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Brewster High School Students Learn Lessons on Personal Finances

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A book club is not the first thing you think about when you hear the words “math class,” but Dr. Rebecca Greenfeld’s personal finance students at Brewster High School recently participated in just that.

After taking a course hosted by Next Generation Personal Finance (NGPF) over the summer that touched on the need to teach students about personal finance and its link to psychology, Dr. Greenfeld received a grant for a free class set of the book Psychology of Money by Morgan Housel. The book includes 19 short stories that investigate how people think about money.

“In my last class survey, students indicated that they want to hear more money stories,” Greenfeld said. “I think it helps make the concepts real. There is a certain level of comfort knowing others have had similar experiences — positive or negative. My hope is that some of the quotes and stories will resonate with my students.”

The book club came in the form of a choice-based collaborative project that incorporated both individual and group learning.

First, students read a minimum of four to six chapters of the book in a way that best suited their learning style. They could read the paperback, read it electronically via a PDF or listen to it.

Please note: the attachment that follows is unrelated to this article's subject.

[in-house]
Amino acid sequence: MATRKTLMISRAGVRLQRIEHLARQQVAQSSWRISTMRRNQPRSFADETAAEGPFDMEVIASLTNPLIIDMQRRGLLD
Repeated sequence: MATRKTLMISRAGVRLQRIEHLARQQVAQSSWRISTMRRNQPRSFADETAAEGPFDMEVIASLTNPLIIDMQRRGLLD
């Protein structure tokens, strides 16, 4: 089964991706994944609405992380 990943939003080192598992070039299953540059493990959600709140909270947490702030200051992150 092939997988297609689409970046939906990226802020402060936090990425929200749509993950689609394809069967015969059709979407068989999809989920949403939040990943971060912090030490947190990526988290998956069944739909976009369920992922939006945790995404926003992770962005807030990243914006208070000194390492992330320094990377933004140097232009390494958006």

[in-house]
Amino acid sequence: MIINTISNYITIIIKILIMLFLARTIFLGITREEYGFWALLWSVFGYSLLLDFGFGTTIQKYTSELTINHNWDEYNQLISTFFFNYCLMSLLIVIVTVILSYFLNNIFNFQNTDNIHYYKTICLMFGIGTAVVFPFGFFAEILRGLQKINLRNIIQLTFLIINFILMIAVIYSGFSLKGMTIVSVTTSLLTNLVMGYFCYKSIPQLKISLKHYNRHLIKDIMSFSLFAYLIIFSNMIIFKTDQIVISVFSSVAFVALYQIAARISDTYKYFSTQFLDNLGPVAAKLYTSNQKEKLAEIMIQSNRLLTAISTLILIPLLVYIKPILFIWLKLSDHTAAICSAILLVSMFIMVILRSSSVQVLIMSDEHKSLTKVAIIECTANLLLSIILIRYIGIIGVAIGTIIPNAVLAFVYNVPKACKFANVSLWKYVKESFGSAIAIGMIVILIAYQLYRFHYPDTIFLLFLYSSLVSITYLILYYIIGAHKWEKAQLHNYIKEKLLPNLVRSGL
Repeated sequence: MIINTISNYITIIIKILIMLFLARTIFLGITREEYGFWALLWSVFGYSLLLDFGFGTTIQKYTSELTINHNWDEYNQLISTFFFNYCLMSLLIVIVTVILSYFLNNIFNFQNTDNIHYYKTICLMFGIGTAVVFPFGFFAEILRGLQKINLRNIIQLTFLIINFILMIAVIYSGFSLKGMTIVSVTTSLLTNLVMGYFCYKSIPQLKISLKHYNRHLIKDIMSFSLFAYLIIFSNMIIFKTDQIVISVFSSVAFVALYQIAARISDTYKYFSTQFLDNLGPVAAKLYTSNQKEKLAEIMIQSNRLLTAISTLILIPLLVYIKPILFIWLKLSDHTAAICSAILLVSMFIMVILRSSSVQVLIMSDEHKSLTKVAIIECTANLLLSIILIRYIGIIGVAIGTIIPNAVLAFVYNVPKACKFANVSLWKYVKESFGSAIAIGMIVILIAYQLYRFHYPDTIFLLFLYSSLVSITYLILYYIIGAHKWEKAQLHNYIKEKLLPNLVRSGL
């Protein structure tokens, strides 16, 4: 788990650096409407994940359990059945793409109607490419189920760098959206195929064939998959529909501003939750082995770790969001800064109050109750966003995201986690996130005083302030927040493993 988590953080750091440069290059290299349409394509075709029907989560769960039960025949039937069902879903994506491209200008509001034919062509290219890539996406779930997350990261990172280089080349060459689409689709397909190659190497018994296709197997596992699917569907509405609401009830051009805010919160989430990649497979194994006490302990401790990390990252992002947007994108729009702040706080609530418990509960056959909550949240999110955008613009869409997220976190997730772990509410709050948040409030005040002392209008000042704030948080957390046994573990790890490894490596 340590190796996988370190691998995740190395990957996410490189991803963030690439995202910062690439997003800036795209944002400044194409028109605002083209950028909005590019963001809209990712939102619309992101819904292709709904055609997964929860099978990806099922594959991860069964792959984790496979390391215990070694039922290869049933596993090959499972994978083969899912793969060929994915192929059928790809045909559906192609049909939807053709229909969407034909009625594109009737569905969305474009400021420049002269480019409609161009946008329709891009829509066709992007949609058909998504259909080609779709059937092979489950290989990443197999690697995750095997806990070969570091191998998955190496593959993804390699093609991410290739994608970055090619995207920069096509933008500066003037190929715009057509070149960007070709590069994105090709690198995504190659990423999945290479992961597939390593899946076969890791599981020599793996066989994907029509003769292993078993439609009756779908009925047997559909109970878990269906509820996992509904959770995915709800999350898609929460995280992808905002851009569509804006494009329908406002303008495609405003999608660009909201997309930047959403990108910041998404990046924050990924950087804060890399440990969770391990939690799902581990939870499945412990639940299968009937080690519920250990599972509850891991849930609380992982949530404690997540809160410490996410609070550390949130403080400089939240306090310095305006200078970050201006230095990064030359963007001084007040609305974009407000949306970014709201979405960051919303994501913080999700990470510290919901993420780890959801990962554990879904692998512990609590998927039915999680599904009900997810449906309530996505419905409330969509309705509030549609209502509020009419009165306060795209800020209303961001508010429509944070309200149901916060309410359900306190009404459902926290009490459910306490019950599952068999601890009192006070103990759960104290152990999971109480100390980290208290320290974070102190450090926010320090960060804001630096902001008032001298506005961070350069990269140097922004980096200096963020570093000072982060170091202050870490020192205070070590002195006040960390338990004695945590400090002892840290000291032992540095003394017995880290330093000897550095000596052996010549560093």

Students filled out a slideshow page that corresponded with their chapters and then created a poster for three of the chapters in a collaborative group within their class. Next, students did a carousel activity, moving around the room to view important facts about the other chapters. Lastly, they completed their slideshow with the information they learned from their peers.

Throughout the process, Greenfeld interjected math-related formulas and applications so students could see the connection between “school math” and “real-world math.”

“This project continues our skills of goal setting, making choices, working independently and together, and accountability,” Greenfeld said. “The book covers every topic and standard we cover in class but from a different perspective.”

Student feedback on the book club was positive.

“After reading this book, I know there are multiple ways to save money,” one student said. “It changes my whole view on how to be financially successful in the future.”

“The book was very informative and easy to read,” another student said. “I appreciated how the lessons were followed up by real examples and applied to situations which could be easily related to. This made the lessons memorable and also more useful.”


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